interlocking directorates


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Interlocking Directorates

A situation or state in which one person is a member of the board of directors in more than one publicly-traded company. This creates the possibility of a conflict of interest; indeed, interlocking directorates are illegal when two companies are competitors.

interlocking directorates

Boards of directors of different firms that have one or more of the same people serving as directors. Interlocking directorates are illegal among competing firms.
References in periodicals archive ?
The Theories that Explain the Existence of Interlocking Directorates
This model does not view interlocking directorates as a strategy to manage environmental uncertainty (Bazerman, Schoorman, 1983); therefore, this theory does not explain why interlocking directorates exist, but rather why they do not exist.
The next set of theories explaining the existence of interlocking directorates can be divided into three groups.
From this point of view, interlocking directorates are interpreted as "traces of power", "class hegemony", and "as vehicles in the accumulation of capital along an integrated financial-industrial axis" (Carroll William K.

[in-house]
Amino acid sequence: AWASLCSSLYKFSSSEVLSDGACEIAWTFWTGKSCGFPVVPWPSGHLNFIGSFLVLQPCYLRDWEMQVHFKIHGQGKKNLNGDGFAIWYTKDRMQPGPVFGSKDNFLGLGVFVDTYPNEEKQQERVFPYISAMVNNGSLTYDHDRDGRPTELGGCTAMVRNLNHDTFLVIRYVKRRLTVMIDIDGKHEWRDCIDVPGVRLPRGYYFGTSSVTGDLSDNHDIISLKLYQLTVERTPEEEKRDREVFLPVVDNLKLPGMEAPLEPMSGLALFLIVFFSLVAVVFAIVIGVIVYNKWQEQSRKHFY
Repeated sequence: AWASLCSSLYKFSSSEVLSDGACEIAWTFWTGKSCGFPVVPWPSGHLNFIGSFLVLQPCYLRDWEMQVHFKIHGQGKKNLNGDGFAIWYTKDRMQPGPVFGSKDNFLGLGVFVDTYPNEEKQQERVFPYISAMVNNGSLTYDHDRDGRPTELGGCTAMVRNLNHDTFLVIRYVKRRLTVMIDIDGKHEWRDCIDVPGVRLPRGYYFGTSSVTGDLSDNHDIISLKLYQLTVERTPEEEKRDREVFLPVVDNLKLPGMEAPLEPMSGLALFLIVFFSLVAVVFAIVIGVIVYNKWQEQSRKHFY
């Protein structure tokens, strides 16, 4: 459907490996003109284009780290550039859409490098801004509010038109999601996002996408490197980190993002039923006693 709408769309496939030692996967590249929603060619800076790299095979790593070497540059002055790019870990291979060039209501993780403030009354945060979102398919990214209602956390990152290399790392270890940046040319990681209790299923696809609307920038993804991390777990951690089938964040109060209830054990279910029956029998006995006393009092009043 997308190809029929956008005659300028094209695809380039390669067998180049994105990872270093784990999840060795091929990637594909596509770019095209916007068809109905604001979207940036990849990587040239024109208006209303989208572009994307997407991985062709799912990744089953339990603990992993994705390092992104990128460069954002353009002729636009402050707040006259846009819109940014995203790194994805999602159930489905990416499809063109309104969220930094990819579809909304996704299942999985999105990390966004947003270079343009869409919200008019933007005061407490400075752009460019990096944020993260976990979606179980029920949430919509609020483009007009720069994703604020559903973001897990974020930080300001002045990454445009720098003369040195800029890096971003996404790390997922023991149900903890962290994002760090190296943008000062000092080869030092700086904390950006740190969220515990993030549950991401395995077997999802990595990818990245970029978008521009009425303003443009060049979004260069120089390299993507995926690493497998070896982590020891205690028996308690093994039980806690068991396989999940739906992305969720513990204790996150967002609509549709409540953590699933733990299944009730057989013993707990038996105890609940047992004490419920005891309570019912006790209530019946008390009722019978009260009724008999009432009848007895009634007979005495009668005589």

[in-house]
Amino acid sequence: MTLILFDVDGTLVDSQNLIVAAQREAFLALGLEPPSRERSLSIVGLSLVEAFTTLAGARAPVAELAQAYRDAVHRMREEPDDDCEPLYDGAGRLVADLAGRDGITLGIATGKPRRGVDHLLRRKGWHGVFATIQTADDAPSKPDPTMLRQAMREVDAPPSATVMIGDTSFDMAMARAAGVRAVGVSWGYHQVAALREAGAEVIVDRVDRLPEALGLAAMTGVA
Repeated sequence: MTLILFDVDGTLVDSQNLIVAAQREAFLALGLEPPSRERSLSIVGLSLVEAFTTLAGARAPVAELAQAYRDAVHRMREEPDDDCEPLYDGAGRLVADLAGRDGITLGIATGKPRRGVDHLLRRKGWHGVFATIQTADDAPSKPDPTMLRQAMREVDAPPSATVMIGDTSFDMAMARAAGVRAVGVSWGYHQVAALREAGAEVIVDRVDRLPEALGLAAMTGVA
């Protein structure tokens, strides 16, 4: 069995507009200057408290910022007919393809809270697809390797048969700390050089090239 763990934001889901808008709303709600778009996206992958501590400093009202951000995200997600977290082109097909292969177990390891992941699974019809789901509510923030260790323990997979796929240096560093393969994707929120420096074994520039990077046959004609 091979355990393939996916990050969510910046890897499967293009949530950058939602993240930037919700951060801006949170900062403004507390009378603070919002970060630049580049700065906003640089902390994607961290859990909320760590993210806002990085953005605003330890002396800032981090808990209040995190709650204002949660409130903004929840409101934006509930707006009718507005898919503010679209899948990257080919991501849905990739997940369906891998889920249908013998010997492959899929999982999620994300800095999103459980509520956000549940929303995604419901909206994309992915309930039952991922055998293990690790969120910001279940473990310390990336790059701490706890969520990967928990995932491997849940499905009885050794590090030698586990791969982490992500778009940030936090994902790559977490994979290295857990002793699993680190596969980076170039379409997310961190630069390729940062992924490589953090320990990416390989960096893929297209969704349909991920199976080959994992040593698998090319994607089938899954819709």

According to this model, interlocking directorates are not created by companies, but rather by individuals who are looking for position in additional boards of directors and who are acting in their own interests.
By taking the different governance systems (one tier versus two tier) into consideration, significant overlaps between interlocking directorates and ownership networks are identified although differences have to be stated.
definitions of capital networks and interlocking directorates, explanation of differences between corporate and elite networks, delineation of differences between ownership structures in Germany on the one hand and Britain and the United States on the other hand).
According to Pfeffer (1987), interlocking directorates are the most appropriate and least costly form of inter-organizational coordination when the ownership of the industry is legally prohibited or impossible owing to resource constraints.
The literature review discusses two perspectives on the impact of interlocking directorates on firm performance.
It therefore appears that in crisis situations, inter-industry interlocks support Pfeffer and Salancik's (1978) resource dependency argument for interlocking directorates.
Cooptive Corporate Actor Networks: A Reconsideration of Interlocking Directorates Involving American Manufacturing.
In order to understand interpersonal influence within and among EDOs, it is useful to understand that internally an EDO operates much like an interlocking directorate, which is "a network though which affect, evaluation, knowledge, opinion, influence and power are constantly passing among directors" (Koenig and Gogel, 1981: 40).